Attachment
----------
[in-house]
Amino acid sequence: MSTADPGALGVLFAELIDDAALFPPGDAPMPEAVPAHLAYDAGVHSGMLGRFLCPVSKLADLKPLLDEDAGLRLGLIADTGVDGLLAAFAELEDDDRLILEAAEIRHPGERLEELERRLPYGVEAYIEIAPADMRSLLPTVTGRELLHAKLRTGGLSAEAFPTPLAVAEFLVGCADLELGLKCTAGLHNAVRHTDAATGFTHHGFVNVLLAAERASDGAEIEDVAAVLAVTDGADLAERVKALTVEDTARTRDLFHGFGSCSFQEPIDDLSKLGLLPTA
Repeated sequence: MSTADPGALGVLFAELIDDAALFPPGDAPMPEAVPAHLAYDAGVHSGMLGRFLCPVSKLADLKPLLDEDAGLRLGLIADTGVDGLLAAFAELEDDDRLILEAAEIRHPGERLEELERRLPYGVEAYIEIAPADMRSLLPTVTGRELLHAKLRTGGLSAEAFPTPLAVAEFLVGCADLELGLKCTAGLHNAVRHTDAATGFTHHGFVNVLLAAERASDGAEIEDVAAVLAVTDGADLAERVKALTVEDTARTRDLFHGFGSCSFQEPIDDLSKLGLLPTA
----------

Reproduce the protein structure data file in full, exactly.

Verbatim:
[in-house]
Amino acid sequence: MSTADPGALGVLFAELIDDAALFPPGDAPMPEAVPAHLAYDAGVHSGMLGRFLCPVSKLADLKPLLDEDAGLRLGLIADTGVDGLLAAFAELEDDDRLILEAAEIRHPGERLEELERRLPYGVEAYIEIAPADMRSLLPTVTGRELLHAKLRTGGLSAEAFPTPLAVAEFLVGCADLELGLKCTAGLHNAVRHTDAATGFTHHGFVNVLLAAERASDGAEIEDVAAVLAVTDGADLAERVKALTVEDTARTRDLFHGFGSCSFQEPIDDLSKLGLLPTA
Repeated sequence: MSTADPGALGVLFAELIDDAALFPPGDAPMPEAVPAHLAYDAGVHSGMLGRFLCPVSKLADLKPLLDEDAGLRLGLIADTGVDGLLAAFAELEDDDRLILEAAEIRHPGERLEELERRLPYGVEAYIEIAPADMRSLLPTVTGRELLHAKLRTGGLSAEAFPTPLAVAEFLVGCADLELGLKCTAGLHNAVRHTDAATGFTHHGFVNVLLAAERASDGAEIEDVAAVLAVTDGADLAERVKALTVEDTARTRDLFHGFGSCSFQEPIDDLSKLGLLPTA